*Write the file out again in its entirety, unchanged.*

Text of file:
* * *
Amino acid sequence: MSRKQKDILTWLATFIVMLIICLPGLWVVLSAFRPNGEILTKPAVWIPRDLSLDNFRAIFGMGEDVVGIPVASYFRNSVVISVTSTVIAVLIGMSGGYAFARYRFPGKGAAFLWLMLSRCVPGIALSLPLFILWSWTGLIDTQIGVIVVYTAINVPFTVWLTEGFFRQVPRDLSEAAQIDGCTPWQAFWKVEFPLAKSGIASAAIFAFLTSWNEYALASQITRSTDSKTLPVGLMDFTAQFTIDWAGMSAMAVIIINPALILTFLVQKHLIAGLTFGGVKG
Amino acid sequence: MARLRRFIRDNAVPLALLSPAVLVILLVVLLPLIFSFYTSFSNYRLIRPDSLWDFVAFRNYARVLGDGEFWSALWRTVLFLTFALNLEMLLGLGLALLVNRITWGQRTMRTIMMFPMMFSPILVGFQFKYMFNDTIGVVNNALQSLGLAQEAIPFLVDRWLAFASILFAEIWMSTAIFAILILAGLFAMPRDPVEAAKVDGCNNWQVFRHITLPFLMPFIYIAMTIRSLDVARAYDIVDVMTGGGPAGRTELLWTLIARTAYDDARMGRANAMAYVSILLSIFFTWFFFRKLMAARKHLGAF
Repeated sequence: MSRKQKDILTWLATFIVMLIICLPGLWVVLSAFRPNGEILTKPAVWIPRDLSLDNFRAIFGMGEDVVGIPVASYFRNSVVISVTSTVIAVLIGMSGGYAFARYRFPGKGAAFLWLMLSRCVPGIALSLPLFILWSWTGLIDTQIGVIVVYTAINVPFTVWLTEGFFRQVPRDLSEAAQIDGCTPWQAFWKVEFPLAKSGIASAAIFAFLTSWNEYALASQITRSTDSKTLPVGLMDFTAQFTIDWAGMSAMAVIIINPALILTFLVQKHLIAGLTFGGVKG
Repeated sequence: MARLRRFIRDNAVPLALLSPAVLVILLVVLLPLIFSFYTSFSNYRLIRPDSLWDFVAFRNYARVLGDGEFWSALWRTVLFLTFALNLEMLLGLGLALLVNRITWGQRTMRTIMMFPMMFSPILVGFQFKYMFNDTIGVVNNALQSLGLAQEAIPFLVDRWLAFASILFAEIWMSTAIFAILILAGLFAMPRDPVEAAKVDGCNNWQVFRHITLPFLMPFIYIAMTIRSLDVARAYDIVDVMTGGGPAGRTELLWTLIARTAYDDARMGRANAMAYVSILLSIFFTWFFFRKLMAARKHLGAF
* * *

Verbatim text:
Amino acid sequence: MSRKQKDILTWLATFIVMLIICLPGLWVVLSAFRPNGEILTKPAVWIPRDLSLDNFRAIFGMGEDVVGIPVASYFRNSVVISVTSTVIAVLIGMSGGYAFARYRFPGKGAAFLWLMLSRCVPGIALSLPLFILWSWTGLIDTQIGVIVVYTAINVPFTVWLTEGFFRQVPRDLSEAAQIDGCTPWQAFWKVEFPLAKSGIASAAIFAFLTSWNEYALASQITRSTDSKTLPVGLMDFTAQFTIDWAGMSAMAVIIINPALILTFLVQKHLIAGLTFGGVKG
Amino acid sequence: MARLRRFIRDNAVPLALLSPAVLVILLVVLLPLIFSFYTSFSNYRLIRPDSLWDFVAFRNYARVLGDGEFWSALWRTVLFLTFALNLEMLLGLGLALLVNRITWGQRTMRTIMMFPMMFSPILVGFQFKYMFNDTIGVVNNALQSLGLAQEAIPFLVDRWLAFASILFAEIWMSTAIFAILILAGLFAMPRDPVEAAKVDGCNNWQVFRHITLPFLMPFIYIAMTIRSLDVARAYDIVDVMTGGGPAGRTELLWTLIARTAYDDARMGRANAMAYVSILLSIFFTWFFFRKLMAARKHLGAF
Repeated sequence: MSRKQKDILTWLATFIVMLIICLPGLWVVLSAFRPNGEILTKPAVWIPRDLSLDNFRAIFGMGEDVVGIPVASYFRNSVVISVTSTVIAVLIGMSGGYAFARYRFPGKGAAFLWLMLSRCVPGIALSLPLFILWSWTGLIDTQIGVIVVYTAINVPFTVWLTEGFFRQVPRDLSEAAQIDGCTPWQAFWKVEFPLAKSGIASAAIFAFLTSWNEYALASQITRSTDSKTLPVGLMDFTAQFTIDWAGMSAMAVIIINPALILTFLVQKHLIAGLTFGGVKG
Repeated sequence: MARLRRFIRDNAVPLALLSPAVLVILLVVLLPLIFSFYTSFSNYRLIRPDSLWDFVAFRNYARVLGDGEFWSALWRTVLFLTFALNLEMLLGLGLALLVNRITWGQRTMRTIMMFPMMFSPILVGFQFKYMFNDTIGVVNNALQSLGLAQEAIPFLVDRWLAFASILFAEIWMSTAIFAILILAGLFAMPRDPVEAAKVDGCNNWQVFRHITLPFLMPFIYIAMTIRSLDVARAYDIVDVMTGGGPAGRTELLWTLIARTAYDDARMGRANAMAYVSILLSIFFTWFFFRKLMAARKHLGAF